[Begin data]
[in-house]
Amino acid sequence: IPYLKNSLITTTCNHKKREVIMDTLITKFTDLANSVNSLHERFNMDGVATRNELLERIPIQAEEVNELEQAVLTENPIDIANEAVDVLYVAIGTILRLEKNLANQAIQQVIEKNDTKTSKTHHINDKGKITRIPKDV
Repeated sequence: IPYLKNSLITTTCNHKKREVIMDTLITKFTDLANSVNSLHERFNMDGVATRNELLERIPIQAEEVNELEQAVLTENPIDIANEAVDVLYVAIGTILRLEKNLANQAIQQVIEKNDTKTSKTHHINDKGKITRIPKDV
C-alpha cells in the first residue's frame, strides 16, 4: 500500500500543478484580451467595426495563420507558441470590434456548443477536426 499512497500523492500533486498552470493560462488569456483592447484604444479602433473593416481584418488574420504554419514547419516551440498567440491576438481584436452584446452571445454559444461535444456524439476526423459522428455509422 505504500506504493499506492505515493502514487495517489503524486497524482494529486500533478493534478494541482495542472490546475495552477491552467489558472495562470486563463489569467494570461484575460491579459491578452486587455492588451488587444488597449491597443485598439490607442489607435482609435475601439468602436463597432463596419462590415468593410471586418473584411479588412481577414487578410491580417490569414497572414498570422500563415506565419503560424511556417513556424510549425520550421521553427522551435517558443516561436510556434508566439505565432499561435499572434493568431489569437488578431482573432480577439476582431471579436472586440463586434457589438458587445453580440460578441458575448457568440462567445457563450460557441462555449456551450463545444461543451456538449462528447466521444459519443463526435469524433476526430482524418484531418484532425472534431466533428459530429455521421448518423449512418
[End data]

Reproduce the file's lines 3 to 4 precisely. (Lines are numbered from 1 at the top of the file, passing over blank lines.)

Repeated sequence: IPYLKNSLITTTCNHKKREVIMDTLITKFTDLANSVNSLHERFNMDGVATRNELLERIPIQAEEVNELEQAVLTENPIDIANEAVDVLYVAIGTILRLEKNLANQAIQQVIEKNDTKTSKTHHINDKGKITRIPKDV
C-alpha cells in the first residue's frame, strides 16, 4: 500500500500543478484580451467595426495563420507558441470590434456548443477536426 499512497500523492500533486498552470493560462488569456483592447484604444479602433473593416481584418488574420504554419514547419516551440498567440491576438481584436452584446452571445454559444461535444456524439476526423459522428455509422 505504500506504493499506492505515493502514487495517489503524486497524482494529486500533478493534478494541482495542472490546475495552477491552467489558472495562470486563463489569467494570461484575460491579459491578452486587455492588451488587444488597449491597443485598439490607442489607435482609435475601439468602436463597432463596419462590415468593410471586418473584411479588412481577414487578410491580417490569414497572414498570422500563415506565419503560424511556417513556424510549425520550421521553427522551435517558443516561436510556434508566439505565432499561435499572434493568431489569437488578431482573432480577439476582431471579436472586440463586434457589438458587445453580440460578441458575448457568440462567445457563450460557441462555449456551450463545444461543451456538449462528447466521444459519443463526435469524433476526430482524418484531418484532425472534431466533428459530429455521421448518423449512418